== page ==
Aboriginal Outcomes Strategy focus area 2 (out-of-home care) – were the targets achieved?

28 Feb 2023

The NSW Ombudsman, Paul Miller, has today tabled a report assessing the extent to which the State’s child protection department achieved its five-year strategy to reduce overrepresentation of Aboriginal children in out-of-home care (OOHC).

The NSW Department of Communities & Justice’s Aboriginal Outcomes Strategy 2017-2021 (AOS) set an over-arching goal of reducing the over-representation of Aboriginal children in OOHC, together with four specific targets directed toward that goal.

“Our concern has been the failure of DCJ itself to report transparently on what it did to implement the strategy, and its failure to publicly report on the outcomes of the AOS, including whether and the extent to which the OOHC goal and its four associated targets were achieved” Mr Miller said.

In the absence of such reporting by the department itself, the NSW Ombudsman’s office set out to independently assess and report on what was done to implement the AOS, whether its goal of reducing Aboriginal over-representation in OOHC was achieved, and the extent to which its targets were met.

DCJ’s plan to implement the AOS had included commitments for executive level monitoring, tailored plans in each district, a three-stage evaluation program, ongoing consultation with Aboriginal communities and stakeholders, and public reporting on progress towards the targets.

“We found that much of what was planned did not occur. Executive monitoring and quarterly progress reports ceased in mid-2019, well before the end of the strategy. Less than half the districts put in place required local plans, while some other districts did not know about the requirement. Two of three planned evaluations of the AOS were not done,” Mr Miller said.

“It was apparent to us that at some point within its five-year timeframe, DCJ effectively abandoned the AOS. DCJ did not report on what had been achieved by the AOS in the time it was operating, and nor did it announce that the strategy was being abandoned or why.”

The Ombudsman’s report shows that the AOS did not achieve its goal of reducing Aboriginal over-representation in OOHC.

Between 2017 and 2022, the proportion of children in OOHC who are Aboriginal has increased, from 38.4% in June 2017 to 43.8% in June 2022.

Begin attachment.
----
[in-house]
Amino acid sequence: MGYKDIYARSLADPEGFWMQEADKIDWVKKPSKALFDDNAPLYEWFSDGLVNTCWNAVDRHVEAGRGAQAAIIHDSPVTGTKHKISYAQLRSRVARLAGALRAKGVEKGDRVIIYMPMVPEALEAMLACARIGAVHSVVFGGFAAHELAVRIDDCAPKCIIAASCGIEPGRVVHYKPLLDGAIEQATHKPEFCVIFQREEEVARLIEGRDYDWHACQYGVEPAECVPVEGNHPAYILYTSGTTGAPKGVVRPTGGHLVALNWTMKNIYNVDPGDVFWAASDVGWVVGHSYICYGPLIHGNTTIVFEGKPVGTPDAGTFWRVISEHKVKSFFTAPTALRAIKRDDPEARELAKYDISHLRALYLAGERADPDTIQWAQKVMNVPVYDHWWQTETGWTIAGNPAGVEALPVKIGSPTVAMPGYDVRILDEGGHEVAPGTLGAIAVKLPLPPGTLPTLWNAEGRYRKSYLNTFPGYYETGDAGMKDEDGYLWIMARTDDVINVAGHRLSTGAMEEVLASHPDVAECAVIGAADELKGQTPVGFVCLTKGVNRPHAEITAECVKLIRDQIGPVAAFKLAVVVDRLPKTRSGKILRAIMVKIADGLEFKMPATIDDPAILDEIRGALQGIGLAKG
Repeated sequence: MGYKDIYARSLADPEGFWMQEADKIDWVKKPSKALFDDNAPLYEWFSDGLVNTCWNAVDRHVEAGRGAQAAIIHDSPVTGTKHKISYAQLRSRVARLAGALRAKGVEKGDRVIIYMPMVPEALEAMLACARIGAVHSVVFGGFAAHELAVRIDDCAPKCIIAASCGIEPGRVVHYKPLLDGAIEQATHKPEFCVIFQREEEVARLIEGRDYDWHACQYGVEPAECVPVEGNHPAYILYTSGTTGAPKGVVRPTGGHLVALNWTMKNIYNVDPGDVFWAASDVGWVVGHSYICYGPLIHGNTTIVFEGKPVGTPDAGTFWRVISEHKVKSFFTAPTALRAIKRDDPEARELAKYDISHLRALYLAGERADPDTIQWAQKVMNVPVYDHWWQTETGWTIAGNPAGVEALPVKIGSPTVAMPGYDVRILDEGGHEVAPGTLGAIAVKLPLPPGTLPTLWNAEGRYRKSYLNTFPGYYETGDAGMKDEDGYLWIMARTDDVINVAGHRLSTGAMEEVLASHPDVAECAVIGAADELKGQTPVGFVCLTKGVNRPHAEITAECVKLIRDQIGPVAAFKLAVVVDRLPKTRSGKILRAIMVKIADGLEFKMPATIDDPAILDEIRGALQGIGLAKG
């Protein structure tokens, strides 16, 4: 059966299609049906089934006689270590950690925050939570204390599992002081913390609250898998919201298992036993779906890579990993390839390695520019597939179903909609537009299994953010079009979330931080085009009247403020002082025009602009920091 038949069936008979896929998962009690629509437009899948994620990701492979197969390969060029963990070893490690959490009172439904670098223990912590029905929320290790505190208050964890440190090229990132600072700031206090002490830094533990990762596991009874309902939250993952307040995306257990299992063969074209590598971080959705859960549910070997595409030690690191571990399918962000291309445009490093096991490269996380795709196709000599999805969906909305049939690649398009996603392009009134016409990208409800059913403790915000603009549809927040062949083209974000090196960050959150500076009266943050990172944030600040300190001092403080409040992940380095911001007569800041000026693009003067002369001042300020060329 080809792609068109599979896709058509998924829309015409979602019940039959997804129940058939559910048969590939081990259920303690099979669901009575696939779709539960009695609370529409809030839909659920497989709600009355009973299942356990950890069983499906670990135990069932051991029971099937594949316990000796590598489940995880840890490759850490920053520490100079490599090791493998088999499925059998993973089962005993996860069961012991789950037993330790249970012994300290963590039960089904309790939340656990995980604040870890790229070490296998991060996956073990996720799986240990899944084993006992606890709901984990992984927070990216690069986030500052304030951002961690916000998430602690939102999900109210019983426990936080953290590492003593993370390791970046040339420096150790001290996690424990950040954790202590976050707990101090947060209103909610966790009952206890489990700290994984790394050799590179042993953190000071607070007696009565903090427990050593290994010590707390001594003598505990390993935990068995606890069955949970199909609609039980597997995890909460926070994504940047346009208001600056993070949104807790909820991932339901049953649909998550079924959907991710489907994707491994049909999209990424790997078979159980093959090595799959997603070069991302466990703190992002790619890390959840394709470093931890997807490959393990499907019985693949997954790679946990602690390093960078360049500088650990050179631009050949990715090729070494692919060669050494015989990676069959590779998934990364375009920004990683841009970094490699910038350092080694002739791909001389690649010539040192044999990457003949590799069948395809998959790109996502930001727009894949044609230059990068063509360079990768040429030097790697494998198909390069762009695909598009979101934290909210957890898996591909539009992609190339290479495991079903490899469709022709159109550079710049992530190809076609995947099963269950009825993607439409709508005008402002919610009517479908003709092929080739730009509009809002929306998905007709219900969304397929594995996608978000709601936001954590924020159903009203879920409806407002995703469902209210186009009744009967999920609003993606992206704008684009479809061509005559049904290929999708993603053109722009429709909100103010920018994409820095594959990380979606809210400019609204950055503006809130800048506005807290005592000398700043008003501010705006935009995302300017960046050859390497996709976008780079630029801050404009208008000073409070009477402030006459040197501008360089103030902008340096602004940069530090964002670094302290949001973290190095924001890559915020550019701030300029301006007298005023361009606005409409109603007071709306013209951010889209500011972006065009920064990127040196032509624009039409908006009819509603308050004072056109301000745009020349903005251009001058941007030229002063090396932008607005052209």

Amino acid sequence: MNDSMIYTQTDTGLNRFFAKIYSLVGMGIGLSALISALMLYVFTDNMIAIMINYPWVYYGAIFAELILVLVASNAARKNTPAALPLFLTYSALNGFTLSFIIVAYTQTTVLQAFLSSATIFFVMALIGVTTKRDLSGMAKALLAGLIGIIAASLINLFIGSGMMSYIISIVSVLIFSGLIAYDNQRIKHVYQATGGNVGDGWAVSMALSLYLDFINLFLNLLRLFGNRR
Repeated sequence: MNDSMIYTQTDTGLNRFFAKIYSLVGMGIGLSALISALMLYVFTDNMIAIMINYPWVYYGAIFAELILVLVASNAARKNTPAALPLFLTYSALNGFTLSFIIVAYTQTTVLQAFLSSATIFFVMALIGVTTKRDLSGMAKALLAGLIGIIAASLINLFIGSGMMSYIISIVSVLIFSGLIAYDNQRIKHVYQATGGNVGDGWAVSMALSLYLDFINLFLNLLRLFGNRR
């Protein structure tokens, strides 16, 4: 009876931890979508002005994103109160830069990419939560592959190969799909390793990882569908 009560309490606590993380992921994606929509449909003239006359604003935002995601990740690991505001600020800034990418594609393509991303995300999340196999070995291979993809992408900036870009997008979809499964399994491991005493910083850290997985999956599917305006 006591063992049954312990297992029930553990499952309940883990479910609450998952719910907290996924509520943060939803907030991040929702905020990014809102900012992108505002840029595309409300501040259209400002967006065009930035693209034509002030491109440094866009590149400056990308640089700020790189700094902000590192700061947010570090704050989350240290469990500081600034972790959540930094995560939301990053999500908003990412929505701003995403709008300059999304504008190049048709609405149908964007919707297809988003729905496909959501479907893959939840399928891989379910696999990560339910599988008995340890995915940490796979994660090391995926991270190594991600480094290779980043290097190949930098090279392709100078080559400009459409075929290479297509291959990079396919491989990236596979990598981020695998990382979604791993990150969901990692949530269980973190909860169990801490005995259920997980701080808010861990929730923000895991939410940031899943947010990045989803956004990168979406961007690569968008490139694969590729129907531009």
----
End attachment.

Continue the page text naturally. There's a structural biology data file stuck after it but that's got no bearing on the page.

There was some reduction in the rate of Aboriginal children in OOHC (from 62.0 to 53.7 per 1,000 Aboriginal children). However, there was a disproportionately greater reduction in the rate of non-Aboriginal children in OOHC (from 6.7 to 5.2 per 1,000 non-Aboriginal children).

In 2017, Aboriginal children were 9.3 times more likely to be in OOHC than non-Aboriginal children. By 2022, Aboriginal children were 11 times more likely to be in OOHC.

Individual AOS targets:

  1. 10% reduction in the number of Aboriginal children in OOHC by 30 June 2020.
  2. Over 5 years, reduce the number of Aboriginal children entering OOHC by 20%.
  3. Over 5 years, transition 1200 Aboriginal children from OOHC to guardianship orders.
  4. Over 5 years, restore 1500 Aboriginal children from OOHC to their families.

Target results

None of the targets were achieved. There was some progress toward each target, and DCJ came close to achieving Target No.2:

  1. the number of Aboriginal children in OOHC on 30 June 2020 was 2.2% lower than the number of Aboriginal children in OOHC three years earlier, far short of the 10% target
  2. the number of entries of Aboriginal children into OOHC declined by 18.5% from June 2017 to June 2022, close to the 20% target
  3. a total of 704 Aboriginal children in OOHC exited to guardianship in the five years to 30 June 2022, this is 59% of the AOS target
  4. 999 Aboriginal children were restored to their families from 2017-18 to 2021-22, this is 66.6% of the AOS target.

The full report.